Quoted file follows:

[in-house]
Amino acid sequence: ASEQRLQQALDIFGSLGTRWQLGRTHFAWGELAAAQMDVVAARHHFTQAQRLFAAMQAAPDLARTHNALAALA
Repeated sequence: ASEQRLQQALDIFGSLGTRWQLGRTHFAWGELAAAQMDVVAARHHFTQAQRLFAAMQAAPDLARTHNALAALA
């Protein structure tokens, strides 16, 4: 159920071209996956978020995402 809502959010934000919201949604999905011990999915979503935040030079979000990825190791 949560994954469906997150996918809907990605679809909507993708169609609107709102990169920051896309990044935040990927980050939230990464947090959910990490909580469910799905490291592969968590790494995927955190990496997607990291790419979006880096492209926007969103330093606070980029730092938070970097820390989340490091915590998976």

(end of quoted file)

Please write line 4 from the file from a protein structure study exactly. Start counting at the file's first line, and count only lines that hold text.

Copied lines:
């Protein structure tokens, strides 16, 4: 159920071209996956978020995402 809502959010934000919201949604999905011990999915979503935040030079979000990825190791 949560994954469906997150996918809907990605679809909507993708169609609107709102990169920051896309990044935040990927980050939230990464947090959910990490909580469910799905490291592969968590790494995927955190990496997607990291790419979006880096492209926007969103330093606070980029730092938070970097820390989340490091915590998976």